MONDAY, June 6, 2016 – Antacids that contain aspirin may cause stomach or intestinal bleeding in rare cases, U.S. Food and Drug Administration officials said Monday. Since it issued a warning about serious bleeding risk with aspirin in 2009, the FDA has recorded eight new cases of serious bleeding caused by aspirin-containing antacid products sold over-the-counter, which include Alka Seltzer and Bromo Seltzer. In some of those cases, patients required a blood transfusion, the agency said in a news release. "Take a close look at the Drug Facts label, and if the product has aspirin, consider choosing something else for your stomach symptoms," Dr. Karen Murry Mahoney, deputy director of the division of nonprescription drug products, said in the release. "Unless people read the Drug Facts label when they're looking for stomach symptom relief, they might not even think about the possibility ... Read more

Related support groups: GERD, Aspirin, Ibuprofen, Naproxen, Advil, Aleve, Alcohol Dependence, Indigestion, Motrin, Excedrin, Tums, Milk of Magnesia, Duodenitis/Gastritis, Vicoprofen, Alcoholism, Alka-Seltzer, Aggrenox, Fiorinal, Excedrin Migraine, Caltrate

Many Chronic Pain Sufferers May Overuse Nonprescription Painkillers

Posted 26 Jan 2016 by Drugs.com

MONDAY, Jan. 25, 2016 – Many people with chronic pain ignore dosing instructions on over-the-counter pain medicines and put themselves at risk for an overdose, a new survey suggests. An overdose of these medicines can result in serious side effects, such as stomach bleeding, ulcers, liver damage and even death, according to the American Gastroenterological Association (AGA). The AGA-commissioned poll of more than 1,000 U.S. adults aged 30 and older and 251 gastroenterologists found that 43 percent of chronic pain sufferers said they knowingly have taken more than the recommended dose of an over-the-counter (OTC) pain medicine at some point. Common types of OTC pain medicines include acetaminophen (Tylenol) and nonsteroidal anti-inflammatory drugs (NSAIDs), such as ibuprofen (Advil, Motrin), naproxen (Aleve) and aspirin. "Pain is incredibly personal, but taking more than the recommended ... Read more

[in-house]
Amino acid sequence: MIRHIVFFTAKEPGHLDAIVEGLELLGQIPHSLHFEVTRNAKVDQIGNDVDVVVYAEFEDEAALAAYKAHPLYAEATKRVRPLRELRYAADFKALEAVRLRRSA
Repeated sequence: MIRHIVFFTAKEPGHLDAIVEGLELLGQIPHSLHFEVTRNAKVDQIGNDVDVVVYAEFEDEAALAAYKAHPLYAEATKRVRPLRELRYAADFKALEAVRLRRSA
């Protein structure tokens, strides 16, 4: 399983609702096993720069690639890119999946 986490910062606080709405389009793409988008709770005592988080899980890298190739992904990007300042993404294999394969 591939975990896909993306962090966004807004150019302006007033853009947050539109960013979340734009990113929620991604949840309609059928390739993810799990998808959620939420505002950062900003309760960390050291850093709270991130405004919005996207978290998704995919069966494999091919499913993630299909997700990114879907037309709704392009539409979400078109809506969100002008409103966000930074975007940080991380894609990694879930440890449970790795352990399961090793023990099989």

Related support groups: Pain, Suboxone, Oxycodone, Back Pain, Tramadol, Hydrocodone, Methadone, Percocet, OxyContin, Vicodin, Norco, Fentanyl, Morphine, Chronic Pain, Aspirin, Codeine, Muscle Pain, Lortab, Tylenol, Ibuprofen

Prescription Naproxen as Good as Narcotic Painkillers for Low Back Pain: Study

Posted 20 Oct 2015 by Drugs.com

TUESDAY, Oct. 20, 2015 – Naproxen – a drug available over-the-counter and by prescription – appears to provide as much relief for low back pain as a narcotic painkiller or a muscle relaxant, a new study suggests. The study compared the use of prescription-strength naproxen (Naprosyn) alone to the use of naproxen with the narcotic painkiller oxycodone with acetaminophen (Percocet), or the muscle relaxant cyclobenzaprine (Amrix). Patients who took a combination of drugs fared no better than when they took naproxen alone, the researchers said. "Acute low back pain is a frustrating condition," said lead researcher Dr. Benjamin Friedman, an associate professor of emergency medicine at Montefiore Medical Center and Albert Einstein College of Medicine in New York City. Many patients have already taken over-the-counter nonsteroidal anti-inflammatory drugs (NSAIDs), such as naproxen (Aleve) ... Read more

Related support groups: Pain, Oxycodone, Back Pain, Percocet, OxyContin, Vicodin, Norco, Chronic Pain, Lortab, Tylenol, Naproxen, Flexeril, Acetaminophen, Cyclobenzaprine, Aleve, Roxicodone, Paracetamol, Fioricet, Excedrin, NyQuil